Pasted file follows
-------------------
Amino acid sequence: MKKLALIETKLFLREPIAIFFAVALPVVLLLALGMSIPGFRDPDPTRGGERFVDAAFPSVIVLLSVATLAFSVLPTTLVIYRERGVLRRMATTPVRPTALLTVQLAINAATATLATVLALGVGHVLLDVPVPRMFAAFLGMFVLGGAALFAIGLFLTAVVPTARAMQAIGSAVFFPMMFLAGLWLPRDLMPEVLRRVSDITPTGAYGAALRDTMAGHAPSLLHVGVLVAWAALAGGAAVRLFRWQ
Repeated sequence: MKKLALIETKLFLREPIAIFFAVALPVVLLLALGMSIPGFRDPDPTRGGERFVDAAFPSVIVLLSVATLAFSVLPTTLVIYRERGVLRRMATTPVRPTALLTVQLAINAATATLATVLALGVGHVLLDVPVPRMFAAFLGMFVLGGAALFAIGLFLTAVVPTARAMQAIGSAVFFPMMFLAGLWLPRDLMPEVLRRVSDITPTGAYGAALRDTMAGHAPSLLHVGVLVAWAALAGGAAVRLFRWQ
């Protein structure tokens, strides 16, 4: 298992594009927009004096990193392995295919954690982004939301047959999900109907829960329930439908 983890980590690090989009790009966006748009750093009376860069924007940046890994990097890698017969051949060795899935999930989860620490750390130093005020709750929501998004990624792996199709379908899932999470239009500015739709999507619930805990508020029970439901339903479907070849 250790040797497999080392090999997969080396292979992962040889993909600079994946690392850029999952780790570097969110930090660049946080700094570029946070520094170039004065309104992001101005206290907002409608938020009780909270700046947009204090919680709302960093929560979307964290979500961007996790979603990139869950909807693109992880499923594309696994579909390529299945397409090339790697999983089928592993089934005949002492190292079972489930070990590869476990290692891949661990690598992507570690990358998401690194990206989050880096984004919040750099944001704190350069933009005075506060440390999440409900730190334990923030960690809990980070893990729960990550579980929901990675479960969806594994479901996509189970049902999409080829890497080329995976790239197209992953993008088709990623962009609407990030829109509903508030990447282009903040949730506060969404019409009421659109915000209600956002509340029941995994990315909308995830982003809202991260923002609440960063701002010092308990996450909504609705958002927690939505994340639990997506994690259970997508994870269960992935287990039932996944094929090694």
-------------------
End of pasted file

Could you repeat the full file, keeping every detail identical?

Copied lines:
Amino acid sequence: MKKLALIETKLFLREPIAIFFAVALPVVLLLALGMSIPGFRDPDPTRGGERFVDAAFPSVIVLLSVATLAFSVLPTTLVIYRERGVLRRMATTPVRPTALLTVQLAINAATATLATVLALGVGHVLLDVPVPRMFAAFLGMFVLGGAALFAIGLFLTAVVPTARAMQAIGSAVFFPMMFLAGLWLPRDLMPEVLRRVSDITPTGAYGAALRDTMAGHAPSLLHVGVLVAWAALAGGAAVRLFRWQ
Repeated sequence: MKKLALIETKLFLREPIAIFFAVALPVVLLLALGMSIPGFRDPDPTRGGERFVDAAFPSVIVLLSVATLAFSVLPTTLVIYRERGVLRRMATTPVRPTALLTVQLAINAATATLATVLALGVGHVLLDVPVPRMFAAFLGMFVLGGAALFAIGLFLTAVVPTARAMQAIGSAVFFPMMFLAGLWLPRDLMPEVLRRVSDITPTGAYGAALRDTMAGHAPSLLHVGVLVAWAALAGGAAVRLFRWQ
């Protein structure tokens, strides 16, 4: 298992594009927009004096990193392995295919954690982004939301047959999900109907829960329930439908 983890980590690090989009790009966006748009750093009376860069924007940046890994990097890698017969051949060795899935999930989860620490750390130093005020709750929501998004990624792996199709379908899932999470239009500015739709999507619930805990508020029970439901339903479907070849 250790040797497999080392090999997969080396292979992962040889993909600079994946690392850029999952780790570097969110930090660049946080700094570029946070520094170039004065309104992001101005206290907002409608938020009780909270700046947009204090919680709302960093929560979307964290979500961007996790979603990139869950909807693109992880499923594309696994579909390529299945397409090339790697999983089928592993089934005949002492190292079972489930070990590869476990290692891949661990690598992507570690990358998401690194990206989050880096984004919040750099944001704190350069933009005075506060440390999440409900730190334990923030960690809990980070893990729960990550579980929901990675479960969806594994479901996509189970049902999409080829890497080329995976790239197209992953993008088709990623962009609407990030829109509903508030990447282009903040949730506060969404019409009421659109915000209600956002509340029941995994990315909308995830982003809202991260923002609440960063701002010092308990996450909504609705958002927690939505994340639990997506994690259970997508994870269960992935287990039932996944094929090694």